UT Austin won a nationwide competition for a $51.5 million grant from the National Science Foundation to build Stampede. That’s good for your university, good for the advancement of science, and good for Texas.

We’ve had a lot of good news lately:

  • Microsoft founder Bill Gates was on campus to dedicate the Gates Computer Science Complex and Dell Computer Science Hall, made possible by a $30 million grant from the Bill & Melinda Gates Foundation and $10 million from the Michael & Susan Dell Foundation.
  • Our men’s and women’s swimming and diving teams both won Big 12 championships. Good luck to the men, who will be competing for the national championship this weekend.
  • Former Regent Robert Rowling and his wife, Terry, pledged $25 million for a new home for the McCombs School of Business graduate programs to be named Rowling Hall.
  • A record 38,000 students applied for the 2013-14 freshman class.

I hope you are as proud as I am of all that the University is accomplishing every day with the help of alumni, students, faculty, and staff.

Hook ’em!

 

Bill's Signature

 

 

UT Austin medical school to be named for Dells

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How do you begin to say thank you to a couple that has meant as much to The University of Texas as Michael and Susan Dell? Their generosity — in so many areas — has already transformed UT. And last night, they became the namesake of UT’s future Dell Medical School with a gift of $50 million. This is in addition to their $38 million gift creating the Dell Pediatric Research Institute, a UT unit that opened in 2010 as our first step toward a medical school. And we are just days away from opening the Dell Computer Science Hall, named in honor of another $10 million gift.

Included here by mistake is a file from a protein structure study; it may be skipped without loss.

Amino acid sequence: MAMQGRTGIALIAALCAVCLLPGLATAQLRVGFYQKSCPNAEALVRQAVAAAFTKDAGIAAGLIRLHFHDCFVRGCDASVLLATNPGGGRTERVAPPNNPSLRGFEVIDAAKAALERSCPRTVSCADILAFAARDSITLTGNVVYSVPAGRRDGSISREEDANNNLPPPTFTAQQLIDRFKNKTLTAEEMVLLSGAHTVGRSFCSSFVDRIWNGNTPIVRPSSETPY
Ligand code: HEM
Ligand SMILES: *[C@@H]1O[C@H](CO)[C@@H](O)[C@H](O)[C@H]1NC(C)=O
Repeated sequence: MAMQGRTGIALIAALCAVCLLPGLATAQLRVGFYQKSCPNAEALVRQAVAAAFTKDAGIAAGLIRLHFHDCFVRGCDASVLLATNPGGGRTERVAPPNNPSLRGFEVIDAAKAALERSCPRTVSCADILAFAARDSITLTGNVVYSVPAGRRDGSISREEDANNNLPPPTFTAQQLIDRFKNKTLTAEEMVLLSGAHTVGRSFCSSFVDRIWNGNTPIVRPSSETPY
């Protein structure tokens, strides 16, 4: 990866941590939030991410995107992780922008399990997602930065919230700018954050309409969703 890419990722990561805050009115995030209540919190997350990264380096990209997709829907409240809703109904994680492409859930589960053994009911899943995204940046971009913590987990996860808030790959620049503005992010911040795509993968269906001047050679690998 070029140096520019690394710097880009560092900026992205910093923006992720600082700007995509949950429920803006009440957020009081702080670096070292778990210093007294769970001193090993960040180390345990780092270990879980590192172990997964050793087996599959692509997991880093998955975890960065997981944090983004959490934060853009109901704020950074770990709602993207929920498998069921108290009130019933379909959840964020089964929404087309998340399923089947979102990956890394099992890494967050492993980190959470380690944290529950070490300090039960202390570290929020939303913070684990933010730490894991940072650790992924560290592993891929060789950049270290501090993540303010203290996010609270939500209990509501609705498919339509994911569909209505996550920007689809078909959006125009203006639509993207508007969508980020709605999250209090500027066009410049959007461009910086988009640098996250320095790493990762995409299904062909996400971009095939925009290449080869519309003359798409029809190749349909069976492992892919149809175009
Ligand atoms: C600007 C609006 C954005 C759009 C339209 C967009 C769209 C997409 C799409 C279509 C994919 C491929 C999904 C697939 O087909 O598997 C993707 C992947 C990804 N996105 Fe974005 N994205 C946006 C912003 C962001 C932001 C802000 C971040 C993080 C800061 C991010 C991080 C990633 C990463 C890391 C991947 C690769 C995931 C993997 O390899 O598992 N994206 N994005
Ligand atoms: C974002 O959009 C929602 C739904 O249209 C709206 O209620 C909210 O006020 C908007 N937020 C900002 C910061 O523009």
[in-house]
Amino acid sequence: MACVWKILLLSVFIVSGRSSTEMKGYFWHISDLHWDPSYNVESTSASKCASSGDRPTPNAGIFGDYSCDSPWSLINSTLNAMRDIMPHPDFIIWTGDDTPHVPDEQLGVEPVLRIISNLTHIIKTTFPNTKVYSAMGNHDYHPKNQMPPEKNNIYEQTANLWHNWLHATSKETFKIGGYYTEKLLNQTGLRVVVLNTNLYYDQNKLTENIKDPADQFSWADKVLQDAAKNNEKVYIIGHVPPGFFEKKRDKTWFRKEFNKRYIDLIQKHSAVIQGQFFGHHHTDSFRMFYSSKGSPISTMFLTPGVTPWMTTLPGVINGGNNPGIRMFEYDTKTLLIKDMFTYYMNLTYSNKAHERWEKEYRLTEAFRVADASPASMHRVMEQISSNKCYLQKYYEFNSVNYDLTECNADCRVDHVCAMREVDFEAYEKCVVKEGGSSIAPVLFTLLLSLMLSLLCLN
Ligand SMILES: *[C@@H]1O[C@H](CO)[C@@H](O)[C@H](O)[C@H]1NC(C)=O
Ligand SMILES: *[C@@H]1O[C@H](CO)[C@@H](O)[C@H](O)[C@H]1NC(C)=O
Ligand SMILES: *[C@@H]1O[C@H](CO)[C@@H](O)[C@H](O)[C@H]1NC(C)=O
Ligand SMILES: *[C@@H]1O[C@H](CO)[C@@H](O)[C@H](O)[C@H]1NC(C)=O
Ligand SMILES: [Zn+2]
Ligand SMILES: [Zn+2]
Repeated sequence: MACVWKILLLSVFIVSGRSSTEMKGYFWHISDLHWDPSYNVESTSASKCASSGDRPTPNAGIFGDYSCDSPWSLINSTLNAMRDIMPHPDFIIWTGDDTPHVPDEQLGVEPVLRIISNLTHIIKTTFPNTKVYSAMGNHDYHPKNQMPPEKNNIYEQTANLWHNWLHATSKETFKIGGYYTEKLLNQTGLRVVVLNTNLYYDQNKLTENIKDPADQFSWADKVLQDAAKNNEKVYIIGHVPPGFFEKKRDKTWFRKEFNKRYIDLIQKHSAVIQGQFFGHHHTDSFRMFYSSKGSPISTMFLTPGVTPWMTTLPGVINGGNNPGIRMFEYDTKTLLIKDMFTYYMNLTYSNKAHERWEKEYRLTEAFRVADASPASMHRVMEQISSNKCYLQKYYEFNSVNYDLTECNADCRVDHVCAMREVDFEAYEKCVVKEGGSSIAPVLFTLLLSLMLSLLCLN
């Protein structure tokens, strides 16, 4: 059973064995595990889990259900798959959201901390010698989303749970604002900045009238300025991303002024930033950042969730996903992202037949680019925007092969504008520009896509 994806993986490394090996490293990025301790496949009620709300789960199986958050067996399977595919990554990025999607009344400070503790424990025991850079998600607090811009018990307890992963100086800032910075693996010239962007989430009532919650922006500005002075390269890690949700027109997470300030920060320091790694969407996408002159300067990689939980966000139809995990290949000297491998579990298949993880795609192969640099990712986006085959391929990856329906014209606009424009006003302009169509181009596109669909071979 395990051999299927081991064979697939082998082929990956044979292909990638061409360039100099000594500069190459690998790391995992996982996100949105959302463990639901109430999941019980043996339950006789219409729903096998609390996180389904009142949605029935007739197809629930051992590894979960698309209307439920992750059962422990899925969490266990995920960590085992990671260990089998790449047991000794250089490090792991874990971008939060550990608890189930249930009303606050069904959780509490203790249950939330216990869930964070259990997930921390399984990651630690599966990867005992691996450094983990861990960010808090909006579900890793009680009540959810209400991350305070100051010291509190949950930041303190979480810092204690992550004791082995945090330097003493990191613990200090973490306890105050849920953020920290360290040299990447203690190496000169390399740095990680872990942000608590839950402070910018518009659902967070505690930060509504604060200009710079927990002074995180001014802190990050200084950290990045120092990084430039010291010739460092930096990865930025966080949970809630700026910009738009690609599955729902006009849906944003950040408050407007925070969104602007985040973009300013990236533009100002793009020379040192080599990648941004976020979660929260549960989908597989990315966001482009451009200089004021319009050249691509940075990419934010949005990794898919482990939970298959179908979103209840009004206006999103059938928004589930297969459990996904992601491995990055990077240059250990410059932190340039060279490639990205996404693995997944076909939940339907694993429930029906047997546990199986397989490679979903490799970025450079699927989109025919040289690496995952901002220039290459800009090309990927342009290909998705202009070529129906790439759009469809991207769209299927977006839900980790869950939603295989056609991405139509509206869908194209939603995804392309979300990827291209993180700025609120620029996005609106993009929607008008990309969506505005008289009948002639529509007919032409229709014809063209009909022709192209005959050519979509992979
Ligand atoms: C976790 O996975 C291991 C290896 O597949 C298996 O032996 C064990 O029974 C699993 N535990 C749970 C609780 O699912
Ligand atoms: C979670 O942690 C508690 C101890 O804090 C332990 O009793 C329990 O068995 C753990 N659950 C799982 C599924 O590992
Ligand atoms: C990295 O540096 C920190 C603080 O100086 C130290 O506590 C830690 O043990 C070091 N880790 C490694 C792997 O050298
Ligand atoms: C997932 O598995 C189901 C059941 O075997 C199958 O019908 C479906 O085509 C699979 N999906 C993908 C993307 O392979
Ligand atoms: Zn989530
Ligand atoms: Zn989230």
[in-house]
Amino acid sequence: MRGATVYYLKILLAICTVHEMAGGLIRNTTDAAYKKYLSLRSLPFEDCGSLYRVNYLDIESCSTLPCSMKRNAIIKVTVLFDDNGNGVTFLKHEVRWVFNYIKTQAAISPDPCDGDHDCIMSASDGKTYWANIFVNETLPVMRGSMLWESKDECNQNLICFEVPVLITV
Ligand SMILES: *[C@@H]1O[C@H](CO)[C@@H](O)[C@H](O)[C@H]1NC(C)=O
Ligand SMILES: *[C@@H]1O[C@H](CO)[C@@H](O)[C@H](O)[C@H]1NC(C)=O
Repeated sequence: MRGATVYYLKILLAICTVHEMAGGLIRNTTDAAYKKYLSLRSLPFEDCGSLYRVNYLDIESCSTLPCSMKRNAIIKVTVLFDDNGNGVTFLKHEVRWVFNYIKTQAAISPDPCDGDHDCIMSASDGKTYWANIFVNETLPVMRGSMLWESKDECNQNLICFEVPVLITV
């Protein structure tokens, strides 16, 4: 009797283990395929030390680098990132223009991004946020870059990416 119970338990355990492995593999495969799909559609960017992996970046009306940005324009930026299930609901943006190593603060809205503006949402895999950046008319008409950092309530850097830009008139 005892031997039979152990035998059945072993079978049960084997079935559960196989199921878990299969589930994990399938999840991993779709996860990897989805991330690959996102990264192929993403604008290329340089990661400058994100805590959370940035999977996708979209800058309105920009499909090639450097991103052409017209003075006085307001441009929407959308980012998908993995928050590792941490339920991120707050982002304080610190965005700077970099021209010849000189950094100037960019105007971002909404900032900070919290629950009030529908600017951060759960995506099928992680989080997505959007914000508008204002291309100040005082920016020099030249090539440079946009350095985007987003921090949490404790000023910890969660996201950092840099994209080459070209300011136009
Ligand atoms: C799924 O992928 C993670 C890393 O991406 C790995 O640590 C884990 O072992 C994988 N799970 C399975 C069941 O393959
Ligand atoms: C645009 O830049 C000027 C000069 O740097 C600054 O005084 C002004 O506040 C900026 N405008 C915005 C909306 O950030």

Ten years ago, when Michael came to the campus to deliver our keynote address at Commencement, he said, while talking about the concept of winning, “Each day that you’re moving toward your dreams without compromising who you are, you’re winning.” That doesn’t just apply to new graduates. It applies to institutions themselves. With this gift, we are realizing our dream and doing it without compromising the great academic university we have worked for 130 years to become. And the winners are not just the University or the people of Central Texas, but people the world over who will benefit from education, research, and care the Dell Medical School will provide.

Michael and Susan, from the very bottom of our hearts, thank you. We look forward to working with you on this momentous project.

What starts here changes the world.

Bill's Signature